A total of 834 patients underwent for LC in our surgical unit over a 4 year period –of these, 657 (78.77%) were females and 177 (21.22%) were males with average age of 51.8 years (Average age for males was 40.3 years and for females, 54.9 years). The overall conversion rate to open cholecystectomy was 4.31% (36 patients; conversion rate in females 3.95%; 5.64% in males, but not statistically significant). The most common cause of conversion to open cholecystectomy was a frozen Calot’s triangle where the anatomy could not be defined clearly (19 cases; 52.7%), followed by dense pericholecystic adhesions where the gallbladder could not be separated from surrounding tissues (10 cases; 27.77%), cholecysto-duodenal fistula (03 cases; 8.32%), cholecysto-colic fistula, intraoperative bile leak, CBD stones and CBD injury (01 case each). Although the conversion rate was higher in patients aged more 49.5 years, in those with comorbidities, previous episodes of acute cholecystitis, gallstone induced pancreatitis and previous abdominal surgery; there was no significant association of conversion with any of these factors. The results are tabulated as (Table 1 and 2).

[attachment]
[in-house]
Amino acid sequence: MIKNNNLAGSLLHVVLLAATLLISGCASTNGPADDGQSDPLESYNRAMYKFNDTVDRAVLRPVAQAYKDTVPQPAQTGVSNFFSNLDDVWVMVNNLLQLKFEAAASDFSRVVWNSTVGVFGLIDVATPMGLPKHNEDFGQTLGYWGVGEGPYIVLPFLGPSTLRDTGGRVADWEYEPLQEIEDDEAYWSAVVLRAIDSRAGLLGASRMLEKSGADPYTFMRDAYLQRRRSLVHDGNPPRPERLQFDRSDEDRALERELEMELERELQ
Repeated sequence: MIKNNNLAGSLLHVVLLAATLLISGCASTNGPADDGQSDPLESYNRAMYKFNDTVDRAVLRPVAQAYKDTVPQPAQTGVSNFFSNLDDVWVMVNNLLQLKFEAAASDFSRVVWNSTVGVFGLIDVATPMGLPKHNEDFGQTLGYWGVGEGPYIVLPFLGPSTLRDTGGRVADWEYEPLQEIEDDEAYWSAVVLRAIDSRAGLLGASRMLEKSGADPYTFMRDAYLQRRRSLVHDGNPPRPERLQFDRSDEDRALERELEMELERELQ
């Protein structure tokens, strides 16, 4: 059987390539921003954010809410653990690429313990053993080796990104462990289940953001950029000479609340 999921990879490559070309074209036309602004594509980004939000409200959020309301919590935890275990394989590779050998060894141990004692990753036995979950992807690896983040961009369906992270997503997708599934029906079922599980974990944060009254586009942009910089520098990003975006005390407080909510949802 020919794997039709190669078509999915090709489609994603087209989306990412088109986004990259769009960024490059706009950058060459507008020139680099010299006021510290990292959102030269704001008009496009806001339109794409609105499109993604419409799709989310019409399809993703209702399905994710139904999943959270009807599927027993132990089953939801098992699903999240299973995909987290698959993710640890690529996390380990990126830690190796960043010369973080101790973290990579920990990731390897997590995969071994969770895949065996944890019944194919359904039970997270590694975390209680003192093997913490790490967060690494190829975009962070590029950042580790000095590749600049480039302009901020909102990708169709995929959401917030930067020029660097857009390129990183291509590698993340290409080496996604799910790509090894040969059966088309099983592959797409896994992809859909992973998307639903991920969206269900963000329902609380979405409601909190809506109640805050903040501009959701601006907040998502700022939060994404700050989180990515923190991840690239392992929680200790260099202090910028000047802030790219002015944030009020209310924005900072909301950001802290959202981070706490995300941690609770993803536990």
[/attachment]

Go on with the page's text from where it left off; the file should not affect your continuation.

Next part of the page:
LC is firmly established as the gold standard for the treatment of cholelithiasis [1,2]. With increasing postgraduate seats in our country, a lack of formal teaching in laparoscopic surgery at the postgraduate level and few centres where adequate ‘hands on’ experience is being imparted to surgical trainees, a situation may soon arise that many fresh postgraduates are sent into the field without necessary skills to tackle one of the commonest operations they are called upon to perform. Not only this, the near total absence of open cholecystectomy being performed today adds to the problem since any LC converted is usually a difficult one or one where some complication has occurred, and inexperience in both (open as well as LC) translates into a rapidly evolving crisis of sorts that needs to be earnestly addressed by the surgical fraternity. Although many centres offer advanced laparoscopic surgery training after post-graduation there is still a lacuna of proper training in LC that needs to be filled at the post-graduate level so that it can translate into benefit for society with a low rate of complications. At present, our department has 4 surgical units, and despite wide and varied surgical interests of the faculty, LC remains, by far, the commonest procedure being performed. Over the past 4 years, in our surgical unit, we performed LC in 834 patients, with an overall conversion rate of 4.31%, which is pleasantly low given our penchant for allowing our postgraduates to operate as well as our tendency to convert without hesitation whenever difficulty is encountered during surgery. Quite possibly, our insistence on step-wise training,  looking for anatomical landmarks, constant vigilance and supervision, achieving critical view, and not dividing any structure without confirmation from on-table assistants has paid dividends in the form of a low conversion rate. In earlier published reports, we had a much higher conversion rate [3,4], but the present low conversion rate probably reflects an increase in the cumulative experience of a smaller group of surgeons as well as better visualization due to advancement in camera quality and high definition monitors.